Solar power projects flaring up all over Garfield County
Commissioners continue financial support for energy efficiency efforts, renewables
Solar energy production is taking off with relative light speed across empty fields and on rooftops in Garfield County.
Denver-based Pivot Energy this week announced that one of its newest “community scale” solar farms, located just southeast of Silt, will be ready to come on line next month.
The 20-acre, 2-megawatt (MW) solar farm is expected to generate enough electricity to power about 400 homes.
The site includes 5,000 solar modules, which serve as two projects in one, explained Nate Watters, communications officer for Pivot Energy.
One MW of power produced from the site will serve Xcel Energy customers in the area through local government purchases. The other 1 MW of power is reserved for qualifying low-income subscribers, he said.
The project is the result of a three-way partnership between Pivot Energy, the private landowners who are leasing the site, and Standard Solar, which financed the project and will own it.
A similar project is also coming online in Jefferson County later this summer. And, Pivot is still in the development stages to construct a 3-MW solar facility on about 28 acres situated between U.S. Highway 6 and Interstate 70 west of Parachute. Garfield County commissioners earlier this month gave approval for that project.
“Our continued partnership with Standard Solar has been a tremendous success as we work to meet the growing demand by Coloradans for more clean energy,” Jon Fitzpatrick, vice president of project development for Pivot Energy, said in a news release. “This is an exciting portfolio for us to develop that will support local jobs and create economic benefits for Garfield and Jefferson counties, while advancing the state’s clean energy progress.”
Pivot worked with Xcel to develop the Silt project as part of its Solar Rewards program, intended to help Xcel reach its renewable energy targets.
In addition, the Carbondale-based nonprofit Clean Energy Economy for the Region (CLEER), which also runs the Garfield Clean Energy (GCE) programs, helped the developers line up local government subscribers for the project.
“Without CLEER’s involvement, we wouldn’t have been able to find so many local subscribers to this project,” Fitzpatrick said.
Part of CLEER’s mission is to find renewable solutions for its GCE members, including Garfield County and local municipalities, which provide financial support for the effort.
“Solar energy is an important part of Garfield County’s economic development strategy,” Katharine Rushton, CLEER’s renewable energy program director, said of the new Pivot project. “This project will enable the local governments who have subscribed to cover their electricity needs with locally produced energy.”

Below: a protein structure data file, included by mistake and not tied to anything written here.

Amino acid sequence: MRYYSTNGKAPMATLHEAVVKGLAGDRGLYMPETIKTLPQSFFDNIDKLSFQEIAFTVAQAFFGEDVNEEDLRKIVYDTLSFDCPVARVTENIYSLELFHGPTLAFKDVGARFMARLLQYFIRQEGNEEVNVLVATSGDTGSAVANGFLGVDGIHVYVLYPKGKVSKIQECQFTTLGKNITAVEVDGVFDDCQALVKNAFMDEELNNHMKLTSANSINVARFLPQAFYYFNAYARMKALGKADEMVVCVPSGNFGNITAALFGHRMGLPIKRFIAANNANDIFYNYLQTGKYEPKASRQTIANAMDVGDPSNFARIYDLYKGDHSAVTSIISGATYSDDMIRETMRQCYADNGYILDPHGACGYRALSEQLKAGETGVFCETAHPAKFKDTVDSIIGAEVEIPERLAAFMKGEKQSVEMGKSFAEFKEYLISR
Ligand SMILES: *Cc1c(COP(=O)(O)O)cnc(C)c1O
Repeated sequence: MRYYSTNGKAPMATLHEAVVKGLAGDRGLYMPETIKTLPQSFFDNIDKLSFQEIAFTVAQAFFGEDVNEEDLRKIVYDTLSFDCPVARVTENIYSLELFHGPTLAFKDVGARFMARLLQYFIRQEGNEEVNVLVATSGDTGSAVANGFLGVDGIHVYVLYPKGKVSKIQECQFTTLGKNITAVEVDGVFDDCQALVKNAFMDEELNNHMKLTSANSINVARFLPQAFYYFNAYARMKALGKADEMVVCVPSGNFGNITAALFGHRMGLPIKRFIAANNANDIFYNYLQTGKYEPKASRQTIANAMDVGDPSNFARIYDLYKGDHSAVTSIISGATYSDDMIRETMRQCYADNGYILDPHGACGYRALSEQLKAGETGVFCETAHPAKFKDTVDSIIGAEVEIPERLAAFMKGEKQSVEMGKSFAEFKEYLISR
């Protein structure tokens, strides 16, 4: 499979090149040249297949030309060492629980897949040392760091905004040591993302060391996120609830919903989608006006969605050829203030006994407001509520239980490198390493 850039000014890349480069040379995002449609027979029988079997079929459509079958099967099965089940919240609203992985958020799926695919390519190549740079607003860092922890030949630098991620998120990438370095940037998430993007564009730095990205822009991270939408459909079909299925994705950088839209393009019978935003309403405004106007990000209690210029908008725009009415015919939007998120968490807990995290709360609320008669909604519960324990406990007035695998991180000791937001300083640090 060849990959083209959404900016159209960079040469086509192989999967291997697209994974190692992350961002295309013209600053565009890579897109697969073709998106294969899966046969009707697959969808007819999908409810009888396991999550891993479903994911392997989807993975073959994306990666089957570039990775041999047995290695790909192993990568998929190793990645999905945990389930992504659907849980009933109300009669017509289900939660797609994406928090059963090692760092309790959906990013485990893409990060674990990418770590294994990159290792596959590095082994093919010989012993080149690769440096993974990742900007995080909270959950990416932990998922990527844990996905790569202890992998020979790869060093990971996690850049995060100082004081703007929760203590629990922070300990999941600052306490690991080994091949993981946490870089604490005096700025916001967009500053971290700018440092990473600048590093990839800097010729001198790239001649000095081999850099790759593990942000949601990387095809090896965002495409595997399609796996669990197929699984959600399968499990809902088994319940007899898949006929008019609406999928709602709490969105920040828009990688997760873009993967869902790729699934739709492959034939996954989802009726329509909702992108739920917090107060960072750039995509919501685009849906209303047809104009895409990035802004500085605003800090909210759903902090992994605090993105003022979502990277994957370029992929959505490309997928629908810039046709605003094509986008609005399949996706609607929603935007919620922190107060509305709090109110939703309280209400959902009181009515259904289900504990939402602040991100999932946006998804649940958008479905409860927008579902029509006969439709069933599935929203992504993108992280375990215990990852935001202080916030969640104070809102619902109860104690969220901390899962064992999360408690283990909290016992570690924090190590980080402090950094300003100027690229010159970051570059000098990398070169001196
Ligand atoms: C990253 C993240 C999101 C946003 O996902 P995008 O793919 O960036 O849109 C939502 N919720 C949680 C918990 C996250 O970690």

And, providing access to low-cost solar energy is particularly helpful for lower-income households, she said.
Pivot’s projects are just part of an accelerating trend in Garfield County.
Recently, Glenwood Springs-based Holy Cross Energy announced its plans to build 20 MWs of new solar, including partnering with Colorado Mountain College for a 4.5-MW array at its Spring Valley campus.
GCE is also in the middle of a three-month campaign to install 1 MW of solar capacity via rooftop systems throughout Garfield County.
CLEER staff member Erica Sparhawk, who administers GCE, informed Garfield County commissioners last week that, to date, more than 350 customers have enrolled in the Solarize Garfield County program, including 80 on March 1 when the campaign launched. Since then, 56 rooftop or backyard solar panel systems have been purchased.
“The idea is, if a certain amount of solar is purchased, everyone who purchased it receives a discount,” she said. “We are exceeding all expectations in the enrollment numbers, and people are really eager to take advantage of the opportunity.”
The larger “community-scale” arrays, also called solar farms, differ from rooftop systems in that they are owned and operated by a third party and they typically follow a subscription model. Subscribers pay for the electricity they use and receive a corresponding monthly credit from their regular utility, GCE explained in a separate press release.
“Since subscribers are paying for a service rather than owning their own system, they aren’t liable for installation or maintenance costs, and the subscription is transferable if they move.
To help further that effort, GCE has used a grant from the Colorado Department of Local Affairs — with matching funds from Garfield, Eagle and Pitkin counties — to map out potential community solar sites in the region.
That effort involved pre-screening potential sites that could host a solar farm, then reaching out to the landowners to make them aware of the potential to lease the land for that purpose.
“Having the map makes it easier for solar developers to find appropriate sites,” Sparhawk said.
Of the three counties involved in the project, Garfield County had the most potential sites indicated on the map, she said.
Also at the May 3 Board of County Commissioners meeting, the commissioners renewed the county’s $150,000 membership grant supporting GCE’s efforts to increase energy efficiency and renewable energy in the region.
Senior Reporter/Managing Editor John Stroud can be reached at 970-384-9160 or email@example.com.
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Officer Haley Walker sat beside her stepmother in a windowless interrogation room just before starting the overnight shift on Thursday evening.